Our government has supported faith-based organizations for years like the Catholic Charities, but funds were clearly designated to be used only for the services provided and a clear wall separated religious activities from the services provided.
At the same time churches on their own have been offering programs steeped in religion which have at times been effective.
The problem with the Bush administrations efforts is two fold. First, state-supported religious activity is unconstitutional and these programs are moving in that direction. The second problem is faith-based programs have not proven to be any more effective than existing social programs and the uneven and irratic nature of their distribution makes them worse.
We can not outsource social programs in this manner. We are no longer a country of small towns where the church ladies can take care of the poor and needy.

 
At 10:20 AM, Anonymous Anonymous said...

I'm just curious...........What is it about God, religion and church that scares all of you liberals so much ??? It seems like the mention of the word "God" to you guys generates the same type of reaction you get when Dracula gets holy water tossed on him !! Please enlighten me..........

 
At 11:19 AM, Anonymous San Fran said...

In response to Anonymous who is curious on why liberals have such a strong reaction to "God," you ask a legitimate question. Let me try and explain my view and it may be inclusive of many liberals.

There is by no means an adversity to God, a higher-power, Christianity, Spirituality on a whole. The primary reason we get concerned is when relgiion (God) is mixed into politics. I/we have a strong sense of history and how dangerous combining religion and politics - strong belief systems and nationalism - can be using religion many times as the underpin and tool to further a political agenda, and how this tends to have a superiority element attached to it. Conservatives and The Religios Right tend to scoff when we use historic examples such as Mussolini in the 20's, Germany in the 30's, even Islamic fundamentalism as an example of how religion and politics is dangerous. But we are very sensative and wary when our political leaders in America use religion as a tool to further their agenda and tap into the deepest beliefs (and fears at times) of the people. We have seen this religious movement accellerate in the last 10 years, especially the last four years with the Bush regime in combining certain aspects of politics and religion in our country. Our firm belief is that separation of church and state is one of our core guiding principles of our country is the basis of our reaction to the religious right and its alliance with the conservative Republican leaders.

Again with history demonstrating at times how this religious/ political movement has had very adverse effects globally, we are most concerned that the momentum of this religious/political movement is slowed down and puts religion into its appropriate realm - private institutions, households and communities - all separate from politics. Hope this helps explains my view and the view of many liberals when it comes to God and politics.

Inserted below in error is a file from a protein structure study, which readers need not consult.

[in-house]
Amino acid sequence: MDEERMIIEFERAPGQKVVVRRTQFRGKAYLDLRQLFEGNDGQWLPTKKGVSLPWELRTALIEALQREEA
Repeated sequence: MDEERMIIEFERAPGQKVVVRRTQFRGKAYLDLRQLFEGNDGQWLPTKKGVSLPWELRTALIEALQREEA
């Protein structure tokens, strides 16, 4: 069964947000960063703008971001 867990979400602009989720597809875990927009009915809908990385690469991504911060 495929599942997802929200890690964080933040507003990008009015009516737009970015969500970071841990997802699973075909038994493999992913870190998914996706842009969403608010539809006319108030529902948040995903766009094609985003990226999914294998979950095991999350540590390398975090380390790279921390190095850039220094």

At 5:14 PM, Anonymous SteveB said...

In response to 'Common Sense Guy,' I have to say that your common sense is nonsense. NPR is not a religious organization...your comparison in public funds granted to NPR compared to public funds granted to religious organizations is irrelevant. I know the conservative mantra is that NPR is a liberal voice and the conservative talking heads have done a good job of supporting this ridiculous rhetoric. However,'Common Sense Guy' have you ever actually listened to NPR for more than a minute or two? Have you actually taken time during a one week period and really listened? Each time I ask a conservative this they sheepishly admit that they have not. NPR is a very objective, in-depth, informative voice of domestic and world news events - you should listen to it sometime 'Commons Sense Guy' and then give us an educated opinion.

 
At 6:37 PM, Anonymous common sense guy said...

In response to Steveb. Sorry you missed the boat my friend. My common sense comment is not nonsense. The only point that I was trying to make is that so many of our tax dollars are spent so many different ways. Some we agree with and others we don't. I wasn't comparing apples to oranges by all means. I simply threw out a sample of government spending that our side doesn't agree with just like your side doesn't agree with on the topic of faith based initiatives. As for listening to NPR. I do and quite frequently at that. This is why I can see your description of NPR is a lob sided liberal one. Just to prove that I listen to NPR, one of my favorite listening times is the BBC broadcast at night. Sorry to let you down on the listening to NPR thing steveb...............

 
At 7:17 AM, Anonymous SteveB said...

OK 'Common Sense Guy,' good to hear you are a regular listener of NPR. You certainly are an exeption to my experience when speaking with any conservatives who attack NPR - almost all have not even listened to NPR to form an objective opinion. Being a regular listener, I assume then you support public funds attributed to NPR? And I still contest your correlation between funds allocated to religious institutions in contrast to funds attributed to other programs (i.e. NPR) is not a good comparison. Do you not agree that separation of church and state is a must and an absolute line must be drawn here? I am interested in your response. And if not, why?